NCPA Production in association with Fats The Arts are doing a play called Shikhandi – based on one of the earliest transgender characters known in mythology. It is a comic tongue-in-cheek re-telling of the character and is directed by Faezeh Jalali who is best known for her work in films like Slumdog Millionaire, Shaitan and Qissa. The play was runner-up at the Sultan Padamsee Playwriting Awards 2016 and is running at NCPA centre from 21st-23rd March.
Here is quick chat with the very talented Faezeh Jalali.
I created a one-woman show in Berlin in a theatre programme in 2010. But somehow from the moment I read about Shikhandi I related to her character.
Maybe because when I was a child, I always wanted to be a boy. Who knows. I just generally can’t really understand gender-roles.
Shikhandi is a transperson. Perhaps one of the earliest trans characters written of. And i always imagine her as someone who has embraced her maleness and femaleness and androgyny. So like she’s all of us. In the Mahabharata she played a big part in the Pandavas winning the war.
The character is a trans character who was Amba in her previous life and to take revenge on Bheeshma (there is a backstory to that), she has to be reborn as a male. She is reborn female, raised as a male but on her wedding night she found out that she is a girl. There is a big hullabaloo and she runs off into the forest and a Yaksha gives his penis to her so that she can consummate her marriage. Once Shikhandi consummates her marriage, she goes to return the penis but the Yaksha tells her that you can have it till you take your revenge on Bheeshma. So that’s the basic storyline from the Mahabhatara.
What I have done is that I have played a little bit with the storyline. There is no real reason in the Mahabharata text as to why the Yaksha gives the penis to her. So I have made a parallel story of the Yaksha also being transgender. He is male but wants to be female and hence wants to give his penis to her. Their paths cross in the forest when she runs away on her wedding night. There is a lot of commenting on the current day gender politics, sexuality that is also a part of the play.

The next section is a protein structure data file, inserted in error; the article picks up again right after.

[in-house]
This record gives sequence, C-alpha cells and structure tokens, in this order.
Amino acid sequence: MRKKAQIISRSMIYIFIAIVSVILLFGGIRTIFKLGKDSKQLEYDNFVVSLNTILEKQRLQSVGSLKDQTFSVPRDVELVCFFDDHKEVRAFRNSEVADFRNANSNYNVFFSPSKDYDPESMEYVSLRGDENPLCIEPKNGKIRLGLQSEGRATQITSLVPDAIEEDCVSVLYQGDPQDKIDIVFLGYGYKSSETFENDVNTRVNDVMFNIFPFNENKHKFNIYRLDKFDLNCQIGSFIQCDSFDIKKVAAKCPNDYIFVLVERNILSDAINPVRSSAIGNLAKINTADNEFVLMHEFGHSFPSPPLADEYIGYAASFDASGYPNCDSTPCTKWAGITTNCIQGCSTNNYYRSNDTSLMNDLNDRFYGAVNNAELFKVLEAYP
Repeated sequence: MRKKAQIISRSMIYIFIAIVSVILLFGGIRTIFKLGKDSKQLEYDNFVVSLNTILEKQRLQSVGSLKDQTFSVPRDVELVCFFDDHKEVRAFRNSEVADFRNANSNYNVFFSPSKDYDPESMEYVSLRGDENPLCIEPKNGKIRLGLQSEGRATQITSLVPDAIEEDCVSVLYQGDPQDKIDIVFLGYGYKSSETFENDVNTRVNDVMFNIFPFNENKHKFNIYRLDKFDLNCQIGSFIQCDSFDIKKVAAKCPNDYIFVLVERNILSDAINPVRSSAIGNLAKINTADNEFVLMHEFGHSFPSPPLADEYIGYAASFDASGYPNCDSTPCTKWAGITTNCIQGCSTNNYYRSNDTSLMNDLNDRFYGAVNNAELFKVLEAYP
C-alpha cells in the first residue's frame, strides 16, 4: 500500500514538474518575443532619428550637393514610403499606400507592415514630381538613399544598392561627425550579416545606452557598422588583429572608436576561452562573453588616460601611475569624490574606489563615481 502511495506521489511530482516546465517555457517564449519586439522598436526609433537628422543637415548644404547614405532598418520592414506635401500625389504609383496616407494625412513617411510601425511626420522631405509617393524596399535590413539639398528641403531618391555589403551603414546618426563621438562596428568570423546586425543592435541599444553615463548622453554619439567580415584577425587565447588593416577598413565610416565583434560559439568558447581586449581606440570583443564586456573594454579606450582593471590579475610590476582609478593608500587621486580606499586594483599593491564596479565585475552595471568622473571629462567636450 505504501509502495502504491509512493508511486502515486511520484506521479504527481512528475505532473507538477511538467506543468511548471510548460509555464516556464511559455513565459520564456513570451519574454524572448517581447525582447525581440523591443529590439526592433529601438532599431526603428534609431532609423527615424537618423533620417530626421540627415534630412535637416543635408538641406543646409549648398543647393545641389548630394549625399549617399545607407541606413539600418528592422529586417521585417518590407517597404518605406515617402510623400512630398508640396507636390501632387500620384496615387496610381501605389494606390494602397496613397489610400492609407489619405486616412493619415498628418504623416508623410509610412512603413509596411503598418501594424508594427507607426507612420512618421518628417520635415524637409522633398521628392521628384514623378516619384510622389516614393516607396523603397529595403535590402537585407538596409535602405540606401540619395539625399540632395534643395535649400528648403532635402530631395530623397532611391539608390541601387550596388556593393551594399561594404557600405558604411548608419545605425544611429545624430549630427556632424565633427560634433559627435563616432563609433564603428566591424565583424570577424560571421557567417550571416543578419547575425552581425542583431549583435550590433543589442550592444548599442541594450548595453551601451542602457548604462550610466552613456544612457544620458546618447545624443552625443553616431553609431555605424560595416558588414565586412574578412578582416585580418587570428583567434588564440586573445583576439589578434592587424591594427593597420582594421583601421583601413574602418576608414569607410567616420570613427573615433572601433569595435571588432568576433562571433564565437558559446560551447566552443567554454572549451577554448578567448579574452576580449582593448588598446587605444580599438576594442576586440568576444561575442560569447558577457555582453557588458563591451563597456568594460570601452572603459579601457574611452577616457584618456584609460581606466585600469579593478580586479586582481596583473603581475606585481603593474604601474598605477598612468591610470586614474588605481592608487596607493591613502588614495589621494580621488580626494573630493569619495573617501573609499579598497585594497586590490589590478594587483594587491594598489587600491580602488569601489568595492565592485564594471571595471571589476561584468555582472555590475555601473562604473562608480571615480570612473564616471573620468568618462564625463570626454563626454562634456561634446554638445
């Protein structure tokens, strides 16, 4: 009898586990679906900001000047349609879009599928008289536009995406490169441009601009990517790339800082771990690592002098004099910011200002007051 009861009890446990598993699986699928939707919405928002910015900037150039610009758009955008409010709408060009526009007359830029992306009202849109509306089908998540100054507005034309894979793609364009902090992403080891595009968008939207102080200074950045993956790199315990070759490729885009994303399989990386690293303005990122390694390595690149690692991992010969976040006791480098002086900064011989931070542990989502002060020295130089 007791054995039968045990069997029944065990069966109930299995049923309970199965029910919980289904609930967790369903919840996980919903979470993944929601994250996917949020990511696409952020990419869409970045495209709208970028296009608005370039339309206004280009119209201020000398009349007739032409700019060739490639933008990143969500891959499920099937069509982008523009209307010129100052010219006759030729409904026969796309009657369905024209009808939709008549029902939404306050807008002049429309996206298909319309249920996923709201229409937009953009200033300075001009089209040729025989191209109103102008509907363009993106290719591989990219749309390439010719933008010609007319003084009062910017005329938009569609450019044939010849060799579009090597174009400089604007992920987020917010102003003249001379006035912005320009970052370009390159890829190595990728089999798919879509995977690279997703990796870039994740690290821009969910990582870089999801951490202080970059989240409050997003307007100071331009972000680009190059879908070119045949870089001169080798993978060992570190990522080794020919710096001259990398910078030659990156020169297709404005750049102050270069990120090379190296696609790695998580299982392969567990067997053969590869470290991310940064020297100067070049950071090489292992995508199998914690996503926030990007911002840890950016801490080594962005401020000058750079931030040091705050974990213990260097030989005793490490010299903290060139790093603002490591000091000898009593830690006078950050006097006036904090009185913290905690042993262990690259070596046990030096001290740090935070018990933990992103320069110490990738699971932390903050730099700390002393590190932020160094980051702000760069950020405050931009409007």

Q. Patriarchy, Feminism, Queerness: does the play talk about these subjects with the killer wit you are famous for?
I don’t know if I’m known for killer wit, but yes. This is all addressed.
Q. Why is theatre such a good vehicle for the kinds of narratives that you’re sharing?
It’s a direct medium it’s here and now. And it can create dialogue immediately.
Q. Tell us a little about your actors?
It’s an ensemble piece so everybody is playing different characters at different points. Mahnaz Damania is playing Shikhandi and Vikrant Dhote is playing Sthuna who is the Yaksha who gives his penis to her. Each of the other characters play multiple characters from the beginning to the end. Nikhil Murali is playing Dhrupad who is Shikhandi’s father. He is also playing Bheeshma who is the person Shikhandi has to take revenge on. He is also playing one of the five Pandavas. Shrishti Shrivastava is playing Dhraupadi and Shikhandi’s wife and she is playing Amba who is Shikhandi is her past life.
Q. What would you do if you were granted the gender you are not born into for a day?
Use a urinal.
Q. How do you make sense of such queerness?
There’s nothing to make sense of. We are who we are.